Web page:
Can oil and gas upstream cost savings stick?

Alberta drilling rig Nabors photo.

Survey sees operators keeping close a close eye on cost inflation in 2018

The impact of the 2014 oil price collapse is still being felt across the upstream sector. Operators have cut investment, deferred projects and implemented tough cost discipline, slashing US$910 billion from global capital expenditure estimates for 2015-2020. While many operators believe the cuts will stick, a new survey released today by natural resources consultancy Wood Mackenzie indicates the picture is more nuanced.

Source: Wood Mackenzie.

Wood Mackenzie’s global costs survey shows that in 2018 savings will be materially lower than in 2016-17.

The US onshore, for example, shows how quickly savings can erode when the market picks up. The US Lower 48 saw 2017 capex increase almost 50% on 2016 spending. Drilling spend in the region is expected to increase from US$64 billion in 2017 to US$90 billion in 2020.

“During the downturn, US producers were able to find ways to slash their costs quickly compared to the rest of the industry, and this has been critical to their recovery,” said Jessica Brewer, principal upstream analyst, in a press release.

“It will be interesting to see how cost inflation plays out against productivity gains in 2018. The greatest gains have already been realised as we have seen improvements in well productivity more than offset cost inflation in 2017.”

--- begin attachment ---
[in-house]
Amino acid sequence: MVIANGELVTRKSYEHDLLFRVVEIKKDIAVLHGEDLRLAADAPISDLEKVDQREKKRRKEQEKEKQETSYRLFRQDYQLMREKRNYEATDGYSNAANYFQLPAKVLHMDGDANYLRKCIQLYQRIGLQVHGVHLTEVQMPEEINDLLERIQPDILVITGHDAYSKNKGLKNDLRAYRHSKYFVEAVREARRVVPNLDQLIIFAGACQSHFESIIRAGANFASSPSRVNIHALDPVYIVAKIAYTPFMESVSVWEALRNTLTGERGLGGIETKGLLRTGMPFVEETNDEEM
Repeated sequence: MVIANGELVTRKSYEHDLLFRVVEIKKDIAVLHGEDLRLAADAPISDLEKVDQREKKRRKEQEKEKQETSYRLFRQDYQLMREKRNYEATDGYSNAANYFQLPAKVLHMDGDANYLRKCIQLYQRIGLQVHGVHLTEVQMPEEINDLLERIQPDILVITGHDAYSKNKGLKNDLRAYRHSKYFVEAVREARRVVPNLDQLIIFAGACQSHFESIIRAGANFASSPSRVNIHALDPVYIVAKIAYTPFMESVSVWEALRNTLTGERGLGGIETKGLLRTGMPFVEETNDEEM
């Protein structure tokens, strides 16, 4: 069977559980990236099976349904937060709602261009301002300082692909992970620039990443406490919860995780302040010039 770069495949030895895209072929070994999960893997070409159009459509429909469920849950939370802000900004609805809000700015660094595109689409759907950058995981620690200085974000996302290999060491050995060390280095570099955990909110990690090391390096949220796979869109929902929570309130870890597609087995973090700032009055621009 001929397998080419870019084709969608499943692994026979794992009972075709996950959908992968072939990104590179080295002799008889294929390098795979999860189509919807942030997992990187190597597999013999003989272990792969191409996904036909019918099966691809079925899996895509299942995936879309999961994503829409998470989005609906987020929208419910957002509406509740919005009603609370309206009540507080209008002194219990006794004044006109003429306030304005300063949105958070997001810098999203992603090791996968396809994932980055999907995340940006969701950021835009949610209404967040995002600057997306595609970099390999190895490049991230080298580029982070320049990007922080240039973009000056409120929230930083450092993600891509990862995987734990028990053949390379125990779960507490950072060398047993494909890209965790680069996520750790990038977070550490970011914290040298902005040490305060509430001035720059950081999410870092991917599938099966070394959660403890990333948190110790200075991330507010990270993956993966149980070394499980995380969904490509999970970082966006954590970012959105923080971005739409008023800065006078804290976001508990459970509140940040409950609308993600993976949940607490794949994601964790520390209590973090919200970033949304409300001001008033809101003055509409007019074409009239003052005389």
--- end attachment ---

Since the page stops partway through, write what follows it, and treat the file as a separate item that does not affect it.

The Permian aside, cost inflation in the US Lower 48 is just starting to warm up, according to Wood Mackenzie.

“In fact, we are beginning to see cost increases in the supply chain in 2017, spurred on by higher rig activity and the drawdown of the backlog of drilled but uncompleted wells,” said Brewer.

Wood Mackenzie’s analysis shows this trend has been playing out across all regions in 2017. Savings in operating expenditure have largely come from cuts in labour and services, streamlining operations and lower logistics charges.

One key beneficiary of these initiatives is Europe, which has seen a 25 per cent reduction in opex (2017 vs. 2014) driven by lower labour and services costs, efficiency gains and higher production.

However, in Asia-Pacific, South America and parts of Sub-Saharan Africa, unit opex is already starting to increase due to a lower cost base, local content requirements and the growing need for enhanced oil recovery in mature assets.

Globally, Wood Mackenzie expects operating costs to start increasing from 2018, but still be five to 10 per cent below 2014 levels in 2020.

While the downturn has provided valuable lessons in productivity and efficiency gains for the upstream sector, structural cost changes are needed to ensure ongoing sustainability. Brewer sees three factors that could be game-changing for the industry: lean thinking; supply chain consolidation and collaboration; and digitalisation.

“For now, structural cost savings are an aspiration more than a reality,” she said. “The ultimate proof will come when cyclical drivers weaken, revealing the reshaped industry and supply chain they have left behind.”